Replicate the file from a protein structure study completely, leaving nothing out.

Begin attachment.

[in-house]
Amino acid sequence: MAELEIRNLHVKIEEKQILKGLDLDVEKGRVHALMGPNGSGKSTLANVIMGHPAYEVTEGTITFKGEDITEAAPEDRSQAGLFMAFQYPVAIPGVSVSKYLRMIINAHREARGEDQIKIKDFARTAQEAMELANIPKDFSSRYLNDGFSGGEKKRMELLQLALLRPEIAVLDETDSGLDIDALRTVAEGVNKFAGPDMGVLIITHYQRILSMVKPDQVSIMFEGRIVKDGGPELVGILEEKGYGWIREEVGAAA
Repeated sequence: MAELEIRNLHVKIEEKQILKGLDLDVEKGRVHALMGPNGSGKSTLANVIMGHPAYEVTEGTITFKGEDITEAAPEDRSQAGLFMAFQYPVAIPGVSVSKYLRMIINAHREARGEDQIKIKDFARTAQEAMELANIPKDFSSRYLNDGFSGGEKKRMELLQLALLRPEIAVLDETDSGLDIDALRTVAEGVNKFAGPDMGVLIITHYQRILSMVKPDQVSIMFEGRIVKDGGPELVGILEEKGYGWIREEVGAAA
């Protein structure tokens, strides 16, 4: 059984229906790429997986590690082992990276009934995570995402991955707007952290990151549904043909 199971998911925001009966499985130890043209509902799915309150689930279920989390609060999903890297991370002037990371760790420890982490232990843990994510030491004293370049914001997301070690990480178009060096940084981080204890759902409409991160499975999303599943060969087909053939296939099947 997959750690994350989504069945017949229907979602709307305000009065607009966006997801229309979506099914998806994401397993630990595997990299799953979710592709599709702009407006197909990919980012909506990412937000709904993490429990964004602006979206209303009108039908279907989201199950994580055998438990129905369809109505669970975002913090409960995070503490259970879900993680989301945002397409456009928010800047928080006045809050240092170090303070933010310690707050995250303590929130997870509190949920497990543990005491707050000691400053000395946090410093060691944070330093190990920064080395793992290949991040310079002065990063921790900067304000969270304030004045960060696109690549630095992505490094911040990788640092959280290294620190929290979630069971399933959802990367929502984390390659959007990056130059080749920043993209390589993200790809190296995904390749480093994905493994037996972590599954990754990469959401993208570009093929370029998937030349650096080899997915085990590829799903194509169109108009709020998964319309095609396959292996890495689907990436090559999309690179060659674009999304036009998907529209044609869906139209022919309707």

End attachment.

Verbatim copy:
[in-house]
Amino acid sequence: MAELEIRNLHVKIEEKQILKGLDLDVEKGRVHALMGPNGSGKSTLANVIMGHPAYEVTEGTITFKGEDITEAAPEDRSQAGLFMAFQYPVAIPGVSVSKYLRMIINAHREARGEDQIKIKDFARTAQEAMELANIPKDFSSRYLNDGFSGGEKKRMELLQLALLRPEIAVLDETDSGLDIDALRTVAEGVNKFAGPDMGVLIITHYQRILSMVKPDQVSIMFEGRIVKDGGPELVGILEEKGYGWIREEVGAAA
Repeated sequence: MAELEIRNLHVKIEEKQILKGLDLDVEKGRVHALMGPNGSGKSTLANVIMGHPAYEVTEGTITFKGEDITEAAPEDRSQAGLFMAFQYPVAIPGVSVSKYLRMIINAHREARGEDQIKIKDFARTAQEAMELANIPKDFSSRYLNDGFSGGEKKRMELLQLALLRPEIAVLDETDSGLDIDALRTVAEGVNKFAGPDMGVLIITHYQRILSMVKPDQVSIMFEGRIVKDGGPELVGILEEKGYGWIREEVGAAA
């Protein structure tokens, strides 16, 4: 059984229906790429997986590690082992990276009934995570995402991955707007952290990151549904043909 199971998911925001009966499985130890043209509902799915309150689930279920989390609060999903890297991370002037990371760790420890982490232990843990994510030491004293370049914001997301070690990480178009060096940084981080204890759902409409991160499975999303599943060969087909053939296939099947 997959750690994350989504069945017949229907979602709307305000009065607009966006997801229309979506099914998806994401397993630990595997990299799953979710592709599709702009407006197909990919980012909506990412937000709904993490429990964004602006979206209303009108039908279907989201199950994580055998438990129905369809109505669970975002913090409960995070503490259970879900993680989301945002397409456009928010800047928080006045809050240092170090303070933010310690707050995250303590929130997870509190949920497990543990005491707050000691400053000395946090410093060691944070330093190990920064080395793992290949991040310079002065990063921790900067304000969270304030004045960060696109690549630095992505490094911040990788640092959280290294620190929290979630069971399933959802990367929502984390390659959007990056130059080749920043993209390589993200790809190296995904390749480093994905493994037996972590599954990754990469959401993208570009093929370029998937030349650096080899997915085990590829799903194509169109108009709020998964319309095609396959292996890495689907990436090559999309690179060659674009999304036009998907529209044609869906139209022919309707």